For this part of the class, I searched for short and real book reviews. I found two that seemed to be just perfect. They were written by Brief Book Reviews (Brief Book Reviews on Instagram) in a post titled Going on vacation? If you are a bookworm and are looking for some great book suggestions, I recommend checking that blog. Students read two book reviews, The First Fifteen Lives of Harry August by Claire North and A Gentleman in Moscow by Amor Towels, and decide which of the two books they would prefer to read and why. Students discuss how a good book review can change their opinion on books.

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Finally, students compare their reading habits in the past and the present. Ask them to think about their favourite childhood books and the reasons why they enjoyed them. Students work individually and think about their top 3 all-time favourite books. Go over a classroom and check the answers. Ask to justify their top picks.

Students hold on to their top 3 lists, as they will need them in the next part of the lesson. Explain the roleplay to the students. Student A describes their current reading needs and asks Student B for help choosing their next read. Based on that description, Student B chooses one of his top 3 books and recommends it to their partner. Students try to convince each other to read one of their favourite books.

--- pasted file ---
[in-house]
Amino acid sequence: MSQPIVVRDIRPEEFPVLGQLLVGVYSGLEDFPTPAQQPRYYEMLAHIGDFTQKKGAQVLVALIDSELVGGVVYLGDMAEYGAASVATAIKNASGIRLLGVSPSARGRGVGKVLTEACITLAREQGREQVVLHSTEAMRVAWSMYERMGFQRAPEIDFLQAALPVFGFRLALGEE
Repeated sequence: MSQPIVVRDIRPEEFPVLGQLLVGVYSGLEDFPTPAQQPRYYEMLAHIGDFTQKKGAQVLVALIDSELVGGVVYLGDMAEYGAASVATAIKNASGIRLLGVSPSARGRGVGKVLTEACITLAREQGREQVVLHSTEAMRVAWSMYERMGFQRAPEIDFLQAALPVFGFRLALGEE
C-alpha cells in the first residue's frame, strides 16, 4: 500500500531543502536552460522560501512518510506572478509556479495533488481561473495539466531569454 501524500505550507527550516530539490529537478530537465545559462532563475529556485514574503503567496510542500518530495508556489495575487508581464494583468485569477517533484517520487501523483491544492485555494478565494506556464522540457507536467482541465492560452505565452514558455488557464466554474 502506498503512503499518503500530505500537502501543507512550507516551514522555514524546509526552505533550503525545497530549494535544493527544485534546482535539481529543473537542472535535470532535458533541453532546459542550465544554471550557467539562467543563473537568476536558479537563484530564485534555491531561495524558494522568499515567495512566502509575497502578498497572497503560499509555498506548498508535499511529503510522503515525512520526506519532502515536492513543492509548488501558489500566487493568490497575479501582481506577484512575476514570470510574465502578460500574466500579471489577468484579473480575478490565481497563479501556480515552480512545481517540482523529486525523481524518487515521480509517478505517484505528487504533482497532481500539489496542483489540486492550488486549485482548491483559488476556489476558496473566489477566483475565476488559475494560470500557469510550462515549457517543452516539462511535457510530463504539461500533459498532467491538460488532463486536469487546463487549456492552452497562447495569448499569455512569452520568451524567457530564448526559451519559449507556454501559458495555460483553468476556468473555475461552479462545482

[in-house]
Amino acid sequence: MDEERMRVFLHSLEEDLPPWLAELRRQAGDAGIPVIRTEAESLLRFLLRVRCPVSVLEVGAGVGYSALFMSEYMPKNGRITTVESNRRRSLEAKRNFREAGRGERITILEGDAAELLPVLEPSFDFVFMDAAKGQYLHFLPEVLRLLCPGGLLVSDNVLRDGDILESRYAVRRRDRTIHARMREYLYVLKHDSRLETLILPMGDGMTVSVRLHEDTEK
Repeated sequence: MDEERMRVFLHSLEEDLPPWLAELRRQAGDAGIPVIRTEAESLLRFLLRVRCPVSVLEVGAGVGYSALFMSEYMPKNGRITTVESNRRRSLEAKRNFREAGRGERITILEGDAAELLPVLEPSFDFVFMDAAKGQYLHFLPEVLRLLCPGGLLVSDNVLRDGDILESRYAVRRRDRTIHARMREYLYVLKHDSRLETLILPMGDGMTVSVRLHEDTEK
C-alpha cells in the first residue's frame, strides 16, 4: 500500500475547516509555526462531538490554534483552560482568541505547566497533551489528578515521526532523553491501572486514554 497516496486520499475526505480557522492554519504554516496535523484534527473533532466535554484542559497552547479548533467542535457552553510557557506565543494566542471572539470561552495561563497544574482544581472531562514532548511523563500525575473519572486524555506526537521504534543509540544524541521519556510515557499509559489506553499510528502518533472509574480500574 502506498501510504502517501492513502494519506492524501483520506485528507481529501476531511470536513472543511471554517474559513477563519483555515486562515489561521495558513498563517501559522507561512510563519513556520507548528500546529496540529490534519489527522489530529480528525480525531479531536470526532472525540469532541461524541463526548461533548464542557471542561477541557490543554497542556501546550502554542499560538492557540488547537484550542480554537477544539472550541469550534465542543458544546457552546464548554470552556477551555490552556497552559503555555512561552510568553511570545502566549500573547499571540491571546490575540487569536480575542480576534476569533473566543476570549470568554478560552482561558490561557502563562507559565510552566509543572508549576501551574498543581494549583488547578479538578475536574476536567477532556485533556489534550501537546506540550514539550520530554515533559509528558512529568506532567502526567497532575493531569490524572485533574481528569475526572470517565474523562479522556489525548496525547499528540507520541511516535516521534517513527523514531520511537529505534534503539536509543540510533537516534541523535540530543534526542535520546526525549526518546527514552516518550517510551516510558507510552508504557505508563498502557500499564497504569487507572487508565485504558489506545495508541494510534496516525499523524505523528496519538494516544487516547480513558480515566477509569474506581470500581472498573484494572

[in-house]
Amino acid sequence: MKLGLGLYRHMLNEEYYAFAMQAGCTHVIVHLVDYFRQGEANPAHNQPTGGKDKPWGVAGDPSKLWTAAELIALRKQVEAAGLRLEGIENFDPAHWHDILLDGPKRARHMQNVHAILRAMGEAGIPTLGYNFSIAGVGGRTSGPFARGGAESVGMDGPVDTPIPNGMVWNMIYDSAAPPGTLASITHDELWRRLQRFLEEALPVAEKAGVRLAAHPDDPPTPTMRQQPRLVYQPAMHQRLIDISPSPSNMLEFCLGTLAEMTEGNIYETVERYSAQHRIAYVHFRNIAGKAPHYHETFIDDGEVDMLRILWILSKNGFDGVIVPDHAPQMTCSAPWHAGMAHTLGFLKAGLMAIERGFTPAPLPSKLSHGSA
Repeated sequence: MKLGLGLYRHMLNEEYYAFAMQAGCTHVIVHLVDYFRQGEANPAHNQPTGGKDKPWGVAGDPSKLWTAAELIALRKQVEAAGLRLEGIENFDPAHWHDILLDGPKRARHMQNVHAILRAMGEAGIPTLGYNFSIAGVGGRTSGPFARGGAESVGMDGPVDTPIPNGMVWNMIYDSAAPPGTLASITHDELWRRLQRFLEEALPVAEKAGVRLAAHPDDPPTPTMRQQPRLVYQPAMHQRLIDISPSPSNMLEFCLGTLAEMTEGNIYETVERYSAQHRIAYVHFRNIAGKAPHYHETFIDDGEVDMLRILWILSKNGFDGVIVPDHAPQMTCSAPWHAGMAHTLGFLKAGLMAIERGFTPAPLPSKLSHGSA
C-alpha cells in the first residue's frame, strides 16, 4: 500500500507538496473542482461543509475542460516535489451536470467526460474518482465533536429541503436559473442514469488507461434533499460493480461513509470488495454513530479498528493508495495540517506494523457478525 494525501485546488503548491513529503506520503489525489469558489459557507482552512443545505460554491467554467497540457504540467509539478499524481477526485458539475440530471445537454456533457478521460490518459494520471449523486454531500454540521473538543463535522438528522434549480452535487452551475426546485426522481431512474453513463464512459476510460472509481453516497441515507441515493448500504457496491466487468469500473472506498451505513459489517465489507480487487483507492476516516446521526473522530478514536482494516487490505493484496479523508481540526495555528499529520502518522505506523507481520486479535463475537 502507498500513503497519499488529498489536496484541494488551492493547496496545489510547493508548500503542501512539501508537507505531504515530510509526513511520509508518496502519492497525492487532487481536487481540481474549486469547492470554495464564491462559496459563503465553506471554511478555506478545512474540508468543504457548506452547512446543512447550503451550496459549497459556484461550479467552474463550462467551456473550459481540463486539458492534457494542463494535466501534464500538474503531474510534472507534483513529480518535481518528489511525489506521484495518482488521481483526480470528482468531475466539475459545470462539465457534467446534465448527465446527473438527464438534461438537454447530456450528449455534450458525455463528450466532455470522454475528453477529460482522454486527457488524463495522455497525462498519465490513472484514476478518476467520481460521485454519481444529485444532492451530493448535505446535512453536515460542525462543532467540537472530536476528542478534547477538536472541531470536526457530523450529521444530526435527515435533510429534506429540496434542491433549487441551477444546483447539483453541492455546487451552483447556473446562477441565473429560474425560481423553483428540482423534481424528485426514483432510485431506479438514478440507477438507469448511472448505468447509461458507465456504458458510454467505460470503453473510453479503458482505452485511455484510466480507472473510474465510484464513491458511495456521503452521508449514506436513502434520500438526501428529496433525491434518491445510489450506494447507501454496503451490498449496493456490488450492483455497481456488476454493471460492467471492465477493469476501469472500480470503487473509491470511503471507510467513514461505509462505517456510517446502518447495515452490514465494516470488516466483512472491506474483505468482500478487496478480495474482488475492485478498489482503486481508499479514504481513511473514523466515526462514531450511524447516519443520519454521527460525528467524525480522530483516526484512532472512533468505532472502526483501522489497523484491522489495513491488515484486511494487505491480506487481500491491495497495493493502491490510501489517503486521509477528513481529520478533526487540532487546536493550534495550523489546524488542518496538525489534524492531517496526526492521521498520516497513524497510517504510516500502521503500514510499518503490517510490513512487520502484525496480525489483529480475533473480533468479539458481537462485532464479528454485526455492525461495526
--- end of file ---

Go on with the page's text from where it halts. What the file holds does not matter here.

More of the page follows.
If you have some time left, you can finish the class with a general group discussion on books and their reading habits. As always, end the class with speaking feedback and error correction.

So how many of your students are bookworms? Get your files below and find out!

Halloween-themed B1 speaking

Following the big success of my last year’s post on FCE Halloween speaking, I decided to prepare something similar, this time focusing on the B1 level. If you still haven’t prepared anything for your spooky lessons, then look no further. I present you with a no-prep PET speaking exam – Halloween edition.

On my blog, the majority of my posts are dedicated to Halloween. It’s hard to say why that is, but my best guess is that it’s the beginning of the academic year, and I’m still full of energy and motivation to prepare engaging lessons. If you like this no-prep lesson idea, then give it a go and see if you enjoy some other of my Halloween lessons.